Assignment of the intervention: In Kenya, county health offices are responsible for bulk purchasing of medicines for their health facilities, allowing for random allocation of Novartis Access at the county-level. The eight counties selected for inclusion in the trial will be randomized to the intervention or control group using a covariate constrained randomization method to maximize balance on nine demographic and health variables: total population; population density; proportion of the population in urban areas; poverty rate; number of health facilities; physicians per capita; health spending per capita; overall value ordered through MEDS in previous year; and proportion of value ordered through MEDS in previous year by private non-profit versus public health facilities. Allocation will be masked from data collectors. However, it will not be possible to mask the intervention from participants.
Data collection, management, and analysis: Data will be collected from health facilities and households at baseline, midline, and end line using a structured questionnaire. The health facility questionnaire has been adapted from an instrument developed by the World Health Organization and Health Action International and previously used in Kenya, and captures information on medicine availability and medicine price. The household questionnaire includes information on demographics, household assets, and key information on medicines, including whether prescribed NCD medicines are currently at the home, locations where medicines are most often purchased, prices paid, and overall household expenditures on medicines (and on other goods).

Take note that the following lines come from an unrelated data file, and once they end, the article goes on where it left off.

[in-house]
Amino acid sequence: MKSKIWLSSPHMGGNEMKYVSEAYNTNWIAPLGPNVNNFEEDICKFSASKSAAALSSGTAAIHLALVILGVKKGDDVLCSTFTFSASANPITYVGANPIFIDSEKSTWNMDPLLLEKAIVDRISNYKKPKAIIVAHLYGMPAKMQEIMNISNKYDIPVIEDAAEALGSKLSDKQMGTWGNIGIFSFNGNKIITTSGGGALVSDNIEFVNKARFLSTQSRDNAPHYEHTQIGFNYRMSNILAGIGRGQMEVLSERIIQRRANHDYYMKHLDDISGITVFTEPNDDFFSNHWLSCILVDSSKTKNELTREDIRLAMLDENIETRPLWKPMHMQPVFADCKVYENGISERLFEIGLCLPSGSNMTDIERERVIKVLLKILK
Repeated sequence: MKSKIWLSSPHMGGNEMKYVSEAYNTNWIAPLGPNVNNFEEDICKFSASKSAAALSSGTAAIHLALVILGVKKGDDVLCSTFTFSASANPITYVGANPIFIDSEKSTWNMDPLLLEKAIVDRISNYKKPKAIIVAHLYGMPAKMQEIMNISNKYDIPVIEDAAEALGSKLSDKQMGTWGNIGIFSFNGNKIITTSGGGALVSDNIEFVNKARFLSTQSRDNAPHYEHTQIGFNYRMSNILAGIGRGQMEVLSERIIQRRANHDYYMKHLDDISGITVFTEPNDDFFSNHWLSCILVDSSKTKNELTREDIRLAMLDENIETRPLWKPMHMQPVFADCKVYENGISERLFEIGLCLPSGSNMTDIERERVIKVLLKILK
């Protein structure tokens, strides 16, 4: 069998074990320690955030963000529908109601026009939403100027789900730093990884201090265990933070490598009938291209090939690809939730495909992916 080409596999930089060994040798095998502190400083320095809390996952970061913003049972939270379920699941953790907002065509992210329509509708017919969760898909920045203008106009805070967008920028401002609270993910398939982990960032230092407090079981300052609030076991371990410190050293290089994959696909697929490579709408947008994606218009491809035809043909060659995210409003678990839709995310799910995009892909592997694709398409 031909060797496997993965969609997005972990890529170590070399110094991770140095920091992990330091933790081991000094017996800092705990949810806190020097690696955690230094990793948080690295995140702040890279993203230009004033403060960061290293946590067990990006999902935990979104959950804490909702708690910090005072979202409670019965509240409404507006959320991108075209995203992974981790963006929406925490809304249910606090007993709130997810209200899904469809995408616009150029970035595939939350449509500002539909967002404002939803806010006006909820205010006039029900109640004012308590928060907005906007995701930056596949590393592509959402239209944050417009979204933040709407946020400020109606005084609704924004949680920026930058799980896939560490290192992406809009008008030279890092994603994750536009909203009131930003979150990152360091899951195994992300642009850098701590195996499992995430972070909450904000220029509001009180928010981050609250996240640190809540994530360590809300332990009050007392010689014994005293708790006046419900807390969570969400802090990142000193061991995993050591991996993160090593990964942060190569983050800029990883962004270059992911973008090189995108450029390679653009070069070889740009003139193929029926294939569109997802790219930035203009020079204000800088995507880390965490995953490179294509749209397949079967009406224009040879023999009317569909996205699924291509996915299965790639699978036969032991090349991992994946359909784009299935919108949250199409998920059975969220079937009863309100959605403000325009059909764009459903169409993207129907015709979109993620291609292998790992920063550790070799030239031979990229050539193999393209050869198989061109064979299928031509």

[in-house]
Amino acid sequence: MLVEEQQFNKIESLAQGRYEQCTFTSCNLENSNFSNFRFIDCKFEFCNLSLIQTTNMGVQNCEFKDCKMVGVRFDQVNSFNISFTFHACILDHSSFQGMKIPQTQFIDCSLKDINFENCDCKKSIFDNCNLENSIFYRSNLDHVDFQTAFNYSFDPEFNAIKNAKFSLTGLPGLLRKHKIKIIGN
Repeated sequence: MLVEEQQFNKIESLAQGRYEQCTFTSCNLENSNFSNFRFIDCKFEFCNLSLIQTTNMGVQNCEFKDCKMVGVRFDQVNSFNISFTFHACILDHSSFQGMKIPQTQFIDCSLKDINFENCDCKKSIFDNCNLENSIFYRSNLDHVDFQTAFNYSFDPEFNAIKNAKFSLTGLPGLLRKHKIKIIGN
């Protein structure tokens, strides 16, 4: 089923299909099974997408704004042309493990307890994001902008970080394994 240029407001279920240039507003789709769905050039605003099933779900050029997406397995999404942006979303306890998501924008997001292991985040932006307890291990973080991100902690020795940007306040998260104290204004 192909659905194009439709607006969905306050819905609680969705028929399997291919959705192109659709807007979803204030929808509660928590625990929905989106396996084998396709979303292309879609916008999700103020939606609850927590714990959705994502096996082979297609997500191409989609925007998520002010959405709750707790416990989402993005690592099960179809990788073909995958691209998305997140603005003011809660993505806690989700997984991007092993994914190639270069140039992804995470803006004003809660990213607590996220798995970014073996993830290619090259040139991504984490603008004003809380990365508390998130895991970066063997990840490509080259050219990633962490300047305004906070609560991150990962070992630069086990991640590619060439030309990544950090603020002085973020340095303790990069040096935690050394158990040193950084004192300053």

A subsample of health facilities and subsample of households will also be administered a qualitative interview during baseline, midline, and end line visits. A purposeful subsample of five level 2 dispensaries and five level 3-5 facilities will be selected in each county (80 facilities in total), and one staff member will be randomly selected for the interview. A purposeful subsample of 10 households in each county (80 households in total) will be selected for qualitative interviews, which will be administered to one individual in the household who also completes the general household survey. Facilities and households will be selected for qualitative interviews to maximize variation in the viewpoints represented. The qualitative instrument has been designed to explore in depth key issues related to medicine access.
Surveillance data will be collected quarterly from all health facilities and a subsample of households. For health facility surveillance, a shortened version of the structured questionnaire with basic information on medicine availability and price will be administered over the phone each month to a rotating one-third sample of health facilities, such that all facilities are surveilled once per quarter. For household surveillance, a random sample of half of all study households will be selected; half of study households will not be surveilled at all, to allow for an analysis of the potential effect of surveillance on household behavior. Those households selected for surveillance will be administered a shortened version of the structured questionnaire with basic information on medicine availability and price over the phone. As with health facilities, a rotating one-third sample of households selected for surveillance will be surveyed by phone each month, such that all surveilled households are surveyed once per quarter. A 5% subsample of surveilled health facilities and households will be visited in person to audit phone responses.